Ex Officio Give-N-Go Sport Mesh Bikinis: The only underpants I recommend. They’re awesome.

What about sports bras? My advice is take your current favorite sports bra, the one that never bothers you no matter how boring it looks, and take that along. That’s it. I found one that doesn’t chafe (usually) and fits well and that’s what I hike in. It’s from Target. I think your sports bra is even more important for thru-hiking comfort than your underwear: after all, you’re wearing your pack right over its straps. Choose wisely, and TEST first!


Like sports bras, you do need to experiment a little and see what works. Here are my favorites over the miles, for several reasons and purposes.

  • Darn Tough Light Hiking Socks, $20 (I like crew height): best thing about these (if you keep your receipt!) is that if you wear them out, send them back for a new pair. For realz.
  • DryMax Trail Lite Crew Socks, $15: When you just want your darn socks to dry out quicker. If you suffer from a lot of foot sweatiness, DryMax might help.
  • SmartWool Cabin Socks, $20+: finally, SLEEPING SOCKS. It’s a good idea to put something clean over your tired and grimy feet before you slide everything into your fancy sleeping bag. When it’s time to go night-night, SmartWool is my pick. Get a thinner style if you want less weight and/or warmth.


Everyone’s feet have a shoe preference, based on history, shape, and lots of other factors like pack weight. But look down at the feet of 100 current thru-hikers and you’ll see probably 50+ pairs of Altra trail running shoes, often the Lone Peak model. Lone Peaks acquired beloved status on long trails about 5 years ago and their dominance can be seen in the tread left behind on any section of the PCT. I wore them for most of my Colorado Trail thru-hike last fall, with zero issues.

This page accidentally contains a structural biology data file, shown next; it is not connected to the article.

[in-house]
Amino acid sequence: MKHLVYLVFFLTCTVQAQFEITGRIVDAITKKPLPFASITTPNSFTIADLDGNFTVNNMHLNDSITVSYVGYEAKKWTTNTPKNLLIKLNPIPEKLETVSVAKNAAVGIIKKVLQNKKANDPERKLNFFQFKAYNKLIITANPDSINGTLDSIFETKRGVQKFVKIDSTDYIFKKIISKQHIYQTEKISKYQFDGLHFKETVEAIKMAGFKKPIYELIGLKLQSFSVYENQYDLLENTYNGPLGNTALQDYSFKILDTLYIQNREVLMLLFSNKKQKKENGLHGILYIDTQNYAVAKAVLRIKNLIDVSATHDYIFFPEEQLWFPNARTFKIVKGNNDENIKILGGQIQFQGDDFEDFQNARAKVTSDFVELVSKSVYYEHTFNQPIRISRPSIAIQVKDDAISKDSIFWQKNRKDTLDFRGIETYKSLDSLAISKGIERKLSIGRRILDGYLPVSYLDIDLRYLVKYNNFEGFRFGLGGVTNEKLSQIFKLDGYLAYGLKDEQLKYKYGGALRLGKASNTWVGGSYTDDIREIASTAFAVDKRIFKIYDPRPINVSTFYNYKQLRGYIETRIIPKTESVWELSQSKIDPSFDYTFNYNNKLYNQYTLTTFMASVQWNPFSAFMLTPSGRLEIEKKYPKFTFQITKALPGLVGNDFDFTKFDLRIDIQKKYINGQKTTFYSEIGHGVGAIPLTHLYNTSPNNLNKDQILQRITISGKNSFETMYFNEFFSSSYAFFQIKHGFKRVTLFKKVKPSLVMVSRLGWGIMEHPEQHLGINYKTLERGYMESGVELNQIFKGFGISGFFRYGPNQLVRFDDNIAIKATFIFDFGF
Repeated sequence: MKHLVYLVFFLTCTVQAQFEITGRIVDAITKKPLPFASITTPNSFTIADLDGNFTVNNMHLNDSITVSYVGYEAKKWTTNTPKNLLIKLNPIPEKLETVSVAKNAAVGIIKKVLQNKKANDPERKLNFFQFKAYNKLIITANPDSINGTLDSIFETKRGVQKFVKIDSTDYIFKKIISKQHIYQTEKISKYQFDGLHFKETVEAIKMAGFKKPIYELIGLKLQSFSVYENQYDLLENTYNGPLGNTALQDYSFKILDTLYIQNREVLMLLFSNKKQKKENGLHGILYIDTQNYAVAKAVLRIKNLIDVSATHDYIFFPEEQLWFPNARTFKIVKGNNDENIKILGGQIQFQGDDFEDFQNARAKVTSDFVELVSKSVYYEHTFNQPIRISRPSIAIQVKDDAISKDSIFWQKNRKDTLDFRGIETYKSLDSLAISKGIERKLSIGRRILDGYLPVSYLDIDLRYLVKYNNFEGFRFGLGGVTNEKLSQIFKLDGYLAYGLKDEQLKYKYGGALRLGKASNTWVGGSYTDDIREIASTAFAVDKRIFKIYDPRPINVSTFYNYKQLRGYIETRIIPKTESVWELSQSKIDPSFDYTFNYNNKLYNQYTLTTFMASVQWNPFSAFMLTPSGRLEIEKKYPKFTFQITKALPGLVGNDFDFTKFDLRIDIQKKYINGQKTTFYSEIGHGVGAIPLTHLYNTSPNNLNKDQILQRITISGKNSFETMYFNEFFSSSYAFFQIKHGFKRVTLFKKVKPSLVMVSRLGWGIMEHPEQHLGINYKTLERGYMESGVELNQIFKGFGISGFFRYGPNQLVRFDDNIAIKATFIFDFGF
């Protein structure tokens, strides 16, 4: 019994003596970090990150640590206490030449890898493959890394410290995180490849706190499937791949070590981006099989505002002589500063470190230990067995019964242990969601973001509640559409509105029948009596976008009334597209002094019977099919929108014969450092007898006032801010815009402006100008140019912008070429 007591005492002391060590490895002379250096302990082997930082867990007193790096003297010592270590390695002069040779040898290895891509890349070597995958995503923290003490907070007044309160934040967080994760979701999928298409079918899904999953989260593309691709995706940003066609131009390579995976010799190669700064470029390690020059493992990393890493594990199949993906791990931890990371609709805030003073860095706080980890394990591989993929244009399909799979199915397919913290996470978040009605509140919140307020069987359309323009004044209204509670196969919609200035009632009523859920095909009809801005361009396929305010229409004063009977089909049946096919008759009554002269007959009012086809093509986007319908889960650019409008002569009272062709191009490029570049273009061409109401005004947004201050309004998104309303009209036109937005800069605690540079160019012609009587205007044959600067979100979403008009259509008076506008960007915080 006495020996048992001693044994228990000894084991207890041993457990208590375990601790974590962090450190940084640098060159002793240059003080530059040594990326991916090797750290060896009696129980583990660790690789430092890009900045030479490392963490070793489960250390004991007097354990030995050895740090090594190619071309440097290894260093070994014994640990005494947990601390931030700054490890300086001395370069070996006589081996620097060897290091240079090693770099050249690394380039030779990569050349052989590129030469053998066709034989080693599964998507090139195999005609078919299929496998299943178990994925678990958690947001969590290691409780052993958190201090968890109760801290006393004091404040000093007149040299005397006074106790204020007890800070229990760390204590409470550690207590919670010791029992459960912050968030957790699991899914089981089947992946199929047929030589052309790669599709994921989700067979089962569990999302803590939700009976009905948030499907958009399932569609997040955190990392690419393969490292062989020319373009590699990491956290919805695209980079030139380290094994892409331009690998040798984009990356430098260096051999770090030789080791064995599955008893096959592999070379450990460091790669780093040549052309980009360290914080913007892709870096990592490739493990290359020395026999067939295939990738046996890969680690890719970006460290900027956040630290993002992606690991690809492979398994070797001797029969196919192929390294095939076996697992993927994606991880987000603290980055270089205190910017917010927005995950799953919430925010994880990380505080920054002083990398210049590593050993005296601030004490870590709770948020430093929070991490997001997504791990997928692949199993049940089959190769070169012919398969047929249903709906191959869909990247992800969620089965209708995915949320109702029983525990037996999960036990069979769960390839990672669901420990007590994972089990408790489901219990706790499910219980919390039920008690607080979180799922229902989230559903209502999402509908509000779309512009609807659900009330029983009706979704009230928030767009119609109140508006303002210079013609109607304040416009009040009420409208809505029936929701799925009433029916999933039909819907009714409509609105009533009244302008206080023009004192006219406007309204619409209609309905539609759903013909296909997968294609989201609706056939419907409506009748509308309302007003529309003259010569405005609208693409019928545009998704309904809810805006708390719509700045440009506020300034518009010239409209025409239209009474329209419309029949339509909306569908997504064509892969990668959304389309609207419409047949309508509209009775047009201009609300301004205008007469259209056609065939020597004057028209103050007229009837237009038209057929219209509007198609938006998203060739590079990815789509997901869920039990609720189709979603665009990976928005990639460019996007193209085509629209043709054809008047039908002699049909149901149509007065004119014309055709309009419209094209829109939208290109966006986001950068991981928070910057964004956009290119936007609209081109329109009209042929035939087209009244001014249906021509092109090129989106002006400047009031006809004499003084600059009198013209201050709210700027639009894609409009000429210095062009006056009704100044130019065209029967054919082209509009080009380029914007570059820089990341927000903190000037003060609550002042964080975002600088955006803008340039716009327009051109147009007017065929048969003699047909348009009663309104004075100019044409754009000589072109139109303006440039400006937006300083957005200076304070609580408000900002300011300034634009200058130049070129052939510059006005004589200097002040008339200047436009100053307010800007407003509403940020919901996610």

What should influence your shoe choice? First, your own hiking history. If you have always always always hiked in full-grain leather hiking boots, you will be most comfortable in those, for now. But if your pack weight is significantly less than 30% of your body weight, consider testing out trail running shoes. Light-begets-light in this case. By having less weight on your back, you could need less structure around your feet. And you’ll need to strengthen your feet, too, if they’ve been bound up in boots until now. Already a trail runner? You might be ready to jump right into a pair of Brooks Cascadias or Altra Lone Peaks straightaway.

Followup Notes and Comments

Clothing will always be a lot of personal preference. Some folks like to keep things as cheap as possible, even purchasing items at that “Wal-store” place and justifying the low cost with how many miles they can squeeze out of running shorts or whatever. I have some bias against that place: I’d rather paw through the running shorts section in any thrift store. This way, you’re supporting either a charity or a local business, and getting more use out of something that might have otherwise been thrown away. Heck, I’ve even bought Target brand stuff at thrift: $4 instead of $17.99 is still pretty awesome. And it’s a far cry from a brand new name brand pair of shorts at $50+.

Next up: Kitchen!

The Gear Picks Series Page

3 Things No One Warns You About Post Thru-Hike

Near the end of a thru-hike you’re going to feel this crazy stew of emotions from being on top of the world—a la Jack on the railing in Titanic—to bottoming out as you see the last few stretches of trail before you, panicked about regular life and wanting the miles to just stretch on and on without end.